And even if these rules hadn't gone into effect, the schools won't get nearly as many to fall for their ruse this time around: Corinthian -- the worst in the bunch -- had 38.1% of its students defaulting on their loans as of this summer.

Worried about your investments?
If the recent market troubles have you worried, I hope I've presented some ideas worth investigating. In fact, I own shares of Zipcar, Netflix, and Travelzoo.

If you're skeptical of my choices, however, I won't take offense. Instead, I think The Motley Fool's special free report "Too Small to Fail: 2 Small Caps the Government Won't Let Go Broke" is definitely worth a look. Inside, you'll get details about two small-cap stocks that have solid deals with the government and have the potential to deliver multibagger returns. The report is yours today, absolutely free!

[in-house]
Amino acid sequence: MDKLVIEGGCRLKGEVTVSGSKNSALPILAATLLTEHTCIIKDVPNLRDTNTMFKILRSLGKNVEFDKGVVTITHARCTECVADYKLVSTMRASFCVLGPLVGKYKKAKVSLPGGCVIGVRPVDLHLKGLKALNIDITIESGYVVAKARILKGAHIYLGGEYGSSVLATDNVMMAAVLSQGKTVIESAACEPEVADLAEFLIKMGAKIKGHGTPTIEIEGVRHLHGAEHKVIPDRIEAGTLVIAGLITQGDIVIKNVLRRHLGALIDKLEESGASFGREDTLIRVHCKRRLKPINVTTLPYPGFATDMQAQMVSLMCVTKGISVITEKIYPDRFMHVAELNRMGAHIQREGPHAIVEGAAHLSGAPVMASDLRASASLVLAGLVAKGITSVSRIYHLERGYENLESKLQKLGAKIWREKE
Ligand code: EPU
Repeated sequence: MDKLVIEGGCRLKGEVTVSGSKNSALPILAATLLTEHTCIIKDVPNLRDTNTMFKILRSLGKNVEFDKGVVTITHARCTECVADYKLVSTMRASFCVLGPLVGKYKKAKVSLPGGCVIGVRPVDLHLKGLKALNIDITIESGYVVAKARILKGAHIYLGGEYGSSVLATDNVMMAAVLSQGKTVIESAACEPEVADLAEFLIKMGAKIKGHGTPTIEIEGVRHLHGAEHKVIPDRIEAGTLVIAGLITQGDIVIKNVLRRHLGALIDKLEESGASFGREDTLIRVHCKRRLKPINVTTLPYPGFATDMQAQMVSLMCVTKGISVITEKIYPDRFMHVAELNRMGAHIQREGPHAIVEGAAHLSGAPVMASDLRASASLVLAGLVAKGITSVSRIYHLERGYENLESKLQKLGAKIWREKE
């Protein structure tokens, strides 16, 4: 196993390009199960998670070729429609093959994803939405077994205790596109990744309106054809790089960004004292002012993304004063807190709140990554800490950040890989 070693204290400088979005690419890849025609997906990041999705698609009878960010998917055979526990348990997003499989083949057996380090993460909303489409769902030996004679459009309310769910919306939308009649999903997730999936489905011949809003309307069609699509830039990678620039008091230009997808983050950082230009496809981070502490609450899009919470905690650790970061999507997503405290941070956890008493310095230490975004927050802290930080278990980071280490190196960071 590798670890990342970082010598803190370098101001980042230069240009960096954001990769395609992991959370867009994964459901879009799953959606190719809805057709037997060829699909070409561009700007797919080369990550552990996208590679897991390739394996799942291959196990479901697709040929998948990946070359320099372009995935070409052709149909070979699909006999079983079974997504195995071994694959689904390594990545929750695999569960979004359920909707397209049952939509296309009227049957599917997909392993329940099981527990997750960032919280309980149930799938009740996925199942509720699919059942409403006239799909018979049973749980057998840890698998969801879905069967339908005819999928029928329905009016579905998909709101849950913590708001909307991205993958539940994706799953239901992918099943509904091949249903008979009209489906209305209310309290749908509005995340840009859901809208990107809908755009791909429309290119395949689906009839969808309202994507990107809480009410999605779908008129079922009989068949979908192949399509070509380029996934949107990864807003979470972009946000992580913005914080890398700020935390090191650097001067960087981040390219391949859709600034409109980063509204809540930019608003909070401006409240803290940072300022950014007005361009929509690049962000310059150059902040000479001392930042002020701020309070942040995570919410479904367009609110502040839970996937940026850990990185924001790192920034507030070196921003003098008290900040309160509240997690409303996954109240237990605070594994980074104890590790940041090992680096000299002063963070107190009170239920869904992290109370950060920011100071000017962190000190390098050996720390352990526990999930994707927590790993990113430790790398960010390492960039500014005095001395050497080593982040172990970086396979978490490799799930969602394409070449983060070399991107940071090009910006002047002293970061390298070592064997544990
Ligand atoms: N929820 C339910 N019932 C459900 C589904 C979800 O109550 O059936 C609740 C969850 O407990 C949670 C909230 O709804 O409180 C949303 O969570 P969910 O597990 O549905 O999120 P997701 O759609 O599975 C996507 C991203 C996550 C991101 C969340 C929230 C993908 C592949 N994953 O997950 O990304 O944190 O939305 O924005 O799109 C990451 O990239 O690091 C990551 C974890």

Fool contributor Brian Stoffel owns shares of Netflix, Zipcar, and Travelzoo. You can follow him on Twitter at @TMFStoffel. The Motley Fool owns shares of Annaly Capital Management, Zipcar, and Chimera Investment. Motley Fool newsletter services have recommended buying shares of Netflix, Travelzoo, and Zipcar, and buying puts in Netflix. Try any of our Foolish newsletter services free for 30 days. We Fools may not all hold the same opinions, but we all believe that considering a diverse range of insights makes us better investors. The Motley Fool has a disclosure policy.

Read/Post Comments (10) | Recommend This Article (26)

Comments from our Foolish Readers